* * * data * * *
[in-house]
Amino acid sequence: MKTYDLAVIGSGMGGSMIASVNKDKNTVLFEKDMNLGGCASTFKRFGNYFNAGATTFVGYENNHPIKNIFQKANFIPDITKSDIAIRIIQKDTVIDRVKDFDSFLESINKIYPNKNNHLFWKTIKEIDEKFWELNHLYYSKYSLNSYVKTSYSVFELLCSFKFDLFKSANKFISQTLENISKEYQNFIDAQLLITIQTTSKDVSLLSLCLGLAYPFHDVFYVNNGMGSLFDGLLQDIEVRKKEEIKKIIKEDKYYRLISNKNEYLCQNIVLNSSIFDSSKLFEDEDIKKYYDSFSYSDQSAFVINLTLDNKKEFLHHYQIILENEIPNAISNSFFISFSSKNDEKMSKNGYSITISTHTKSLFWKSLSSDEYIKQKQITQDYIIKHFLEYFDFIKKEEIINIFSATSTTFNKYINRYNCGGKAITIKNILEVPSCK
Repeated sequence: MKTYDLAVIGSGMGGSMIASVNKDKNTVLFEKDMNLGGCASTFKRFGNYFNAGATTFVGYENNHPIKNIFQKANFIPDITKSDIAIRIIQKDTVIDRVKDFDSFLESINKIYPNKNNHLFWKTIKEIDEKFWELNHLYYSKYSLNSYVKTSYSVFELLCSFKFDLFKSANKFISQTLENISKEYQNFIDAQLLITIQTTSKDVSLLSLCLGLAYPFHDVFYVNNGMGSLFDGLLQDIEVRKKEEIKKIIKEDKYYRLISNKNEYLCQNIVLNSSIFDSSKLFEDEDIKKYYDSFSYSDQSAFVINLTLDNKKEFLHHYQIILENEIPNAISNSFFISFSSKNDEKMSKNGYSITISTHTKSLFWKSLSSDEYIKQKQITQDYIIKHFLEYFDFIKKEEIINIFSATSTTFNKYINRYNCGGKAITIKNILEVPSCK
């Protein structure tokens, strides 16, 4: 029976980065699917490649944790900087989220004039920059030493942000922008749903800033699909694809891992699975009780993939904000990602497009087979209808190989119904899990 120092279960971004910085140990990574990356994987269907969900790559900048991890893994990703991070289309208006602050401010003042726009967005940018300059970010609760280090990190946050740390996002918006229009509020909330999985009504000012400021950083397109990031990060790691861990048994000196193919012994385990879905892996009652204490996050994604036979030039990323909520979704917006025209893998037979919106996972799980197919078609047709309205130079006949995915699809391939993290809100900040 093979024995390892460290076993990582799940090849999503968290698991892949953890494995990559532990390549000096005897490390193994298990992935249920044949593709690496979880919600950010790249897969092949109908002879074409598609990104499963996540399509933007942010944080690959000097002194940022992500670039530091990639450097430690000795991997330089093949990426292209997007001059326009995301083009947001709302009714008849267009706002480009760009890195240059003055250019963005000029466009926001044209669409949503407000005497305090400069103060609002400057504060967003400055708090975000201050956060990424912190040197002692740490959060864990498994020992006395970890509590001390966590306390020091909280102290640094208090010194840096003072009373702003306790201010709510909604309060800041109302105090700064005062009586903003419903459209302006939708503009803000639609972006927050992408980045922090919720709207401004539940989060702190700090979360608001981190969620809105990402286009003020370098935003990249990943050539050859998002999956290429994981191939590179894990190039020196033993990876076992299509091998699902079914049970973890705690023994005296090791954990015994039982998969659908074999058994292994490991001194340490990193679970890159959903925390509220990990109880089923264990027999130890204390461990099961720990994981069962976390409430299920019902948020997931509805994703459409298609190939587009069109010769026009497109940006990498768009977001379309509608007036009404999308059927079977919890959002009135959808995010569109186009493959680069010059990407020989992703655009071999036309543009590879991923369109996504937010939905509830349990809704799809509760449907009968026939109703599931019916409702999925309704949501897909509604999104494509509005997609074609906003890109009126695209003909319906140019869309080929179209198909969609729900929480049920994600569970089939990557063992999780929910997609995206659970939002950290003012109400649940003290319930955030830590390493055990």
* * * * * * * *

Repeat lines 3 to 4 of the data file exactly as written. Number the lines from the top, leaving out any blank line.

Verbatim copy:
Repeated sequence: MKTYDLAVIGSGMGGSMIASVNKDKNTVLFEKDMNLGGCASTFKRFGNYFNAGATTFVGYENNHPIKNIFQKANFIPDITKSDIAIRIIQKDTVIDRVKDFDSFLESINKIYPNKNNHLFWKTIKEIDEKFWELNHLYYSKYSLNSYVKTSYSVFELLCSFKFDLFKSANKFISQTLENISKEYQNFIDAQLLITIQTTSKDVSLLSLCLGLAYPFHDVFYVNNGMGSLFDGLLQDIEVRKKEEIKKIIKEDKYYRLISNKNEYLCQNIVLNSSIFDSSKLFEDEDIKKYYDSFSYSDQSAFVINLTLDNKKEFLHHYQIILENEIPNAISNSFFISFSSKNDEKMSKNGYSITISTHTKSLFWKSLSSDEYIKQKQITQDYIIKHFLEYFDFIKKEEIINIFSATSTTFNKYINRYNCGGKAITIKNILEVPSCK
């Protein structure tokens, strides 16, 4: 029976980065699917490649944790900087989220004039920059030493942000922008749903800033699909694809891992699975009780993939904000990602497009087979209808190989119904899990 120092279960971004910085140990990574990356994987269907969900790559900048991890893994990703991070289309208006602050401010003042726009967005940018300059970010609760280090990190946050740390996002918006229009509020909330999985009504000012400021950083397109990031990060790691861990048994000196193919012994385990879905892996009652204490996050994604036979030039990323909520979704917006025209893998037979919106996972799980197919078609047709309205130079006949995915699809391939993290809100900040 093979024995390892460290076993990582799940090849999503968290698991892949953890494995990559532990390549000096005897490390193994298990992935249920044949593709690496979880919600950010790249897969092949109908002879074409598609990104499963996540399509933007942010944080690959000097002194940022992500670039530091990639450097430690000795991997330089093949990426292209997007001059326009995301083009947001709302009714008849267009706002480009760009890195240059003055250019963005000029466009926001044209669409949503407000005497305090400069103060609002400057504060967003400055708090975000201050956060990424912190040197002692740490959060864990498994020992006395970890509590001390966590306390020091909280102290640094208090010194840096003072009373702003306790201010709510909604309060800041109302105090700064005062009586903003419903459209302006939708503009803000639609972006927050992408980045922090919720709207401004539940989060702190700090979360608001981190969620809105990402286009003020370098935003990249990943050539050859998002999956290429994981191939590179894990190039020196033993990876076992299509091998699902079914049970973890705690023994005296090791954990015994039982998969659908074999058994292994490991001194340490990193679970890159959903925390509220990990109880089923264990027999130890204390461990099961720990994981069962976390409430299920019902948020997931509805994703459409298609190939587009069109010769026009497109940006990498768009977001379309509608007036009404999308059927079977919890959002009135959808995010569109186009493959680069010059990407020989992703655009071999036309543009590879991923369109996504937010939905509830349990809704799809509760449907009968026939109703599931019916409702999925309704949501897909509604999104494509509005997609074609906003890109009126695209003909319906140019869309080929179209198909969609729900929480049920994600569970089939990557063992999780929910997609995206659970939002950290003012109400649940003290319930955030830590390493055990």